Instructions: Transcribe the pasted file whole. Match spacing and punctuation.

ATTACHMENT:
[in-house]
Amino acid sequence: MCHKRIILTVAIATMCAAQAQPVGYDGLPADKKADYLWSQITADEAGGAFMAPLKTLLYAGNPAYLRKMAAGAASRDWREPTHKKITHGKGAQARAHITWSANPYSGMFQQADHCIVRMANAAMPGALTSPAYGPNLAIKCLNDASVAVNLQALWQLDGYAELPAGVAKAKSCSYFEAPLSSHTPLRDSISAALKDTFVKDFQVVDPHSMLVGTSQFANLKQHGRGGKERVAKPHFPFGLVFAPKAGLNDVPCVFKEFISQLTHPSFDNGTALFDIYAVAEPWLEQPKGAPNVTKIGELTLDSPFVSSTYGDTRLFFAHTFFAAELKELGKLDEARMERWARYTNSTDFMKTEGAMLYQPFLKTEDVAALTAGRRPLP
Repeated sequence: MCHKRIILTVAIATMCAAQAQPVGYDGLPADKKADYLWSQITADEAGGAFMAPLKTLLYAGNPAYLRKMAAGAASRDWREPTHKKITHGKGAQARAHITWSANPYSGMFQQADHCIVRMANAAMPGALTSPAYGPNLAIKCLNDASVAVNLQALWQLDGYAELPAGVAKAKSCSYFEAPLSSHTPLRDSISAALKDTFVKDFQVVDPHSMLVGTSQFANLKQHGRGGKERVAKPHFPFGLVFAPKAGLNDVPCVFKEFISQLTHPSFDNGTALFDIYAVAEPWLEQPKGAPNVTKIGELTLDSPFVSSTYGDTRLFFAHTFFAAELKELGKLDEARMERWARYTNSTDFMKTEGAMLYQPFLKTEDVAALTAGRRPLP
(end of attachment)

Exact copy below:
[in-house]
Amino acid sequence: MCHKRIILTVAIATMCAAQAQPVGYDGLPADKKADYLWSQITADEAGGAFMAPLKTLLYAGNPAYLRKMAAGAASRDWREPTHKKITHGKGAQARAHITWSANPYSGMFQQADHCIVRMANAAMPGALTSPAYGPNLAIKCLNDASVAVNLQALWQLDGYAELPAGVAKAKSCSYFEAPLSSHTPLRDSISAALKDTFVKDFQVVDPHSMLVGTSQFANLKQHGRGGKERVAKPHFPFGLVFAPKAGLNDVPCVFKEFISQLTHPSFDNGTALFDIYAVAEPWLEQPKGAPNVTKIGELTLDSPFVSSTYGDTRLFFAHTFFAAELKELGKLDEARMERWARYTNSTDFMKTEGAMLYQPFLKTEDVAALTAGRRPLP
Repeated sequence: MCHKRIILTVAIATMCAAQAQPVGYDGLPADKKADYLWSQITADEAGGAFMAPLKTLLYAGNPAYLRKMAAGAASRDWREPTHKKITHGKGAQARAHITWSANPYSGMFQQADHCIVRMANAAMPGALTSPAYGPNLAIKCLNDASVAVNLQALWQLDGYAELPAGVAKAKSCSYFEAPLSSHTPLRDSISAALKDTFVKDFQVVDPHSMLVGTSQFANLKQHGRGGKERVAKPHFPFGLVFAPKAGLNDVPCVFKEFISQLTHPSFDNGTALFDIYAVAEPWLEQPKGAPNVTKIGELTLDSPFVSSTYGDTRLFFAHTFFAAELKELGKLDEARMERWARYTNSTDFMKTEGAMLYQPFLKTEDVAALTAGRRPLP